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NHS secures exemption from ‘onerous’ EU emissions law

The NHS has won an exemption from new EU rules on energy efficiency, which the NHS Confederation had argued would have left the health service with an annual bill of £70m.

The organisation’s European Office has welcomed the European Parliament’s decision to amend the proposals so that the NHS will not come under the requirements for public bodies to renovate 3% of their buildings’ floor space to high energy efficiency levels every year.

The NHS European Office said this would have diverted “essential financial resources” away from patient care at a critical time.

NHS organisations will still be “encouraged” to make energy savings where possible when running their estates and buying goods and services, but will not be subject to “onerous arbitrary targets”.

Elisabetta Zanon, director of the NHS Confederation's European Office, said: “The NHS is fully committed to improving its energy efficiency and has made great progress in recent years to become more sustainable and eco-friendly.

“We appreciate the need to modernise our buildings, and to use energy more efficiently.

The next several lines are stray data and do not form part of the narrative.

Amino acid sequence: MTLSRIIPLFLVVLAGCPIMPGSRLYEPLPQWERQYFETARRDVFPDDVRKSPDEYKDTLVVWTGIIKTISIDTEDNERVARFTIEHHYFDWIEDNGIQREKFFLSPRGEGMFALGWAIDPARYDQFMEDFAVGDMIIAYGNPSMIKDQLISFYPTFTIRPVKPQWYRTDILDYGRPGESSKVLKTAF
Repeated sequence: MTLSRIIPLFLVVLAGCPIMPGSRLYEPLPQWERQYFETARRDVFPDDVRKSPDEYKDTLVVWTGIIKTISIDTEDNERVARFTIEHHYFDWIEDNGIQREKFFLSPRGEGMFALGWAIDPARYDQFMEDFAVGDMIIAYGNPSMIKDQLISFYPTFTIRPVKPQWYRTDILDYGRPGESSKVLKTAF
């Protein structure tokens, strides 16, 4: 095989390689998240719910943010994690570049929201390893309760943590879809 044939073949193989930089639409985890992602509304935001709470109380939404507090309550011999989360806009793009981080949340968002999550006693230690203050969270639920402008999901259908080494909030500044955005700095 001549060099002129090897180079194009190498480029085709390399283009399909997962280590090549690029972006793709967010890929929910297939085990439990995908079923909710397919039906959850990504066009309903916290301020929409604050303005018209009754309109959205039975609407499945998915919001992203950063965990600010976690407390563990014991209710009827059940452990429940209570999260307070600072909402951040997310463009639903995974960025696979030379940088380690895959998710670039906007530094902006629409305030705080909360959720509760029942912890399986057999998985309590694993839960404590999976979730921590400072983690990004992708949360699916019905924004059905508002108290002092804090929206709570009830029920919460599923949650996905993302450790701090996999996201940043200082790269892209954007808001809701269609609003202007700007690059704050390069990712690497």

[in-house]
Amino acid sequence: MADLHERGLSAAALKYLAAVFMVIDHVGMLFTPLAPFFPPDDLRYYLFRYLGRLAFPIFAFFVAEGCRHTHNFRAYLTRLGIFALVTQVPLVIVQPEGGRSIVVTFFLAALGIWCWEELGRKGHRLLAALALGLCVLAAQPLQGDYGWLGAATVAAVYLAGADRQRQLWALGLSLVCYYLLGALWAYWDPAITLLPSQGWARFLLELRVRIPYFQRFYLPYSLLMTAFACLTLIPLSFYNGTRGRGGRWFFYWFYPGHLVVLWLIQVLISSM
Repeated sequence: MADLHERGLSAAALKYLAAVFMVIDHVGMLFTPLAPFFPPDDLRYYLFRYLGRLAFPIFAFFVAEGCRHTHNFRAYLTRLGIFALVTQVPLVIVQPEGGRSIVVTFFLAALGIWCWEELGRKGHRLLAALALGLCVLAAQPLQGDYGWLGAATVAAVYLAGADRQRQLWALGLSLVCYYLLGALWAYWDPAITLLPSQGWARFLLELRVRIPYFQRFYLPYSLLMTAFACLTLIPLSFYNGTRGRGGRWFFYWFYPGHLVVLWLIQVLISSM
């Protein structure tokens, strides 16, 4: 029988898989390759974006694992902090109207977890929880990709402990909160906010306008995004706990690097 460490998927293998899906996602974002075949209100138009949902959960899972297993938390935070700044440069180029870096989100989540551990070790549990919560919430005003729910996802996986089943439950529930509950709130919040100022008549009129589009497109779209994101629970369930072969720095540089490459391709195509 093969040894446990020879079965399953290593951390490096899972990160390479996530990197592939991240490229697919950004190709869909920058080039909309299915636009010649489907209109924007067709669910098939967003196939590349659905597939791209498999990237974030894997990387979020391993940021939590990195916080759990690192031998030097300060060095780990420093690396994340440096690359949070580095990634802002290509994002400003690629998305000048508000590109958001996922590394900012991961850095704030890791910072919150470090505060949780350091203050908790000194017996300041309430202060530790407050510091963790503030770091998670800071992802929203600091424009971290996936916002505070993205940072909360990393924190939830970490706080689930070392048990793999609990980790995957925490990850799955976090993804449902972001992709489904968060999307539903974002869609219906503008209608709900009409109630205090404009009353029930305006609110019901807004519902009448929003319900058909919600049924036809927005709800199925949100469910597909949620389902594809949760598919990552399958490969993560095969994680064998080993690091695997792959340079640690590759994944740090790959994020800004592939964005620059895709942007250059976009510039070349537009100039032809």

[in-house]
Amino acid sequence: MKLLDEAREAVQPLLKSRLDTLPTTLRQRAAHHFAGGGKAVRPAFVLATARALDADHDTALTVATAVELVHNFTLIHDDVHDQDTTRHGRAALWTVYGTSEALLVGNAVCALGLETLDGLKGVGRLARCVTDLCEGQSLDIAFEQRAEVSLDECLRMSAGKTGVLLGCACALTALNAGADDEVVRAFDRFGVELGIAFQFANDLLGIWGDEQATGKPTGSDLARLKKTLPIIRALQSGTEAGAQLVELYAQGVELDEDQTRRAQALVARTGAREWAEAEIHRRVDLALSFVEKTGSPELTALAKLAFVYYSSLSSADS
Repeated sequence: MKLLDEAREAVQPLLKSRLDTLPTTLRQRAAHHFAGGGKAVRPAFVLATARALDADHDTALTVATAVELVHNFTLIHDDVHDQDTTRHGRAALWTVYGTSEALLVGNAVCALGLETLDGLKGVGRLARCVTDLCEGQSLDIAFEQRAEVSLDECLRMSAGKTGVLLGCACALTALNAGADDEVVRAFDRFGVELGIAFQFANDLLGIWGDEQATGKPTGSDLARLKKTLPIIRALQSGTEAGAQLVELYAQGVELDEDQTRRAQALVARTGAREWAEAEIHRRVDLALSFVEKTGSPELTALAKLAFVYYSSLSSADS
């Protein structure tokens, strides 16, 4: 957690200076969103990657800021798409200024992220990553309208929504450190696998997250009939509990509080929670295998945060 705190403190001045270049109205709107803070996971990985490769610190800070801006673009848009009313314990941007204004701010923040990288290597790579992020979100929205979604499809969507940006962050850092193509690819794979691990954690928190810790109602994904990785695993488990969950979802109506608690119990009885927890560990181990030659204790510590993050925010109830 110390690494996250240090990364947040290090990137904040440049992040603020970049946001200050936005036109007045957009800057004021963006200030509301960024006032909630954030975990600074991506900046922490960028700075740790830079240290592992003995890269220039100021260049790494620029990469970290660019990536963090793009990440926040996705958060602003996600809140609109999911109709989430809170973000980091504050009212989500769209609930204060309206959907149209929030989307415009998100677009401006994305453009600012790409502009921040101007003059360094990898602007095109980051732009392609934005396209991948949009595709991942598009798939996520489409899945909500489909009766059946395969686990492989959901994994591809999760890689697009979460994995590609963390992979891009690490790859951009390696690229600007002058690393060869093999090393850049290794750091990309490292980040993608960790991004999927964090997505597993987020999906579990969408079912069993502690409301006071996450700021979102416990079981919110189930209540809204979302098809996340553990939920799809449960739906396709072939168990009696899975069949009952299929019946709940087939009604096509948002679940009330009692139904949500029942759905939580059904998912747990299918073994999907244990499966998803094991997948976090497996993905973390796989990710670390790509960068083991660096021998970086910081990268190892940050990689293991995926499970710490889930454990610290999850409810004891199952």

“However, the reality is that the NHS has a vast and often ageing estate. In its original form the proposal was too rigid and top heavy. It would have been especially damaging for acute services, with significant costs incurred to meet high-energy efficient specifications. It was a blunt tool that would have created a real headache for organisations already trying to find significant savings.

“We are delighted that, following our work with decision-makers in Brussels, a more flexible approach has been achieved to allow NHS trusts to reduce their energy consumption”.

The new Energy Efficiency Directive will shortly become EU law, repealing the existing Cogeneration Directive (2004/8/EC), and the Energy Services Directive (2006/32/EC). Member states will then have 18 months to introduce it into national law.


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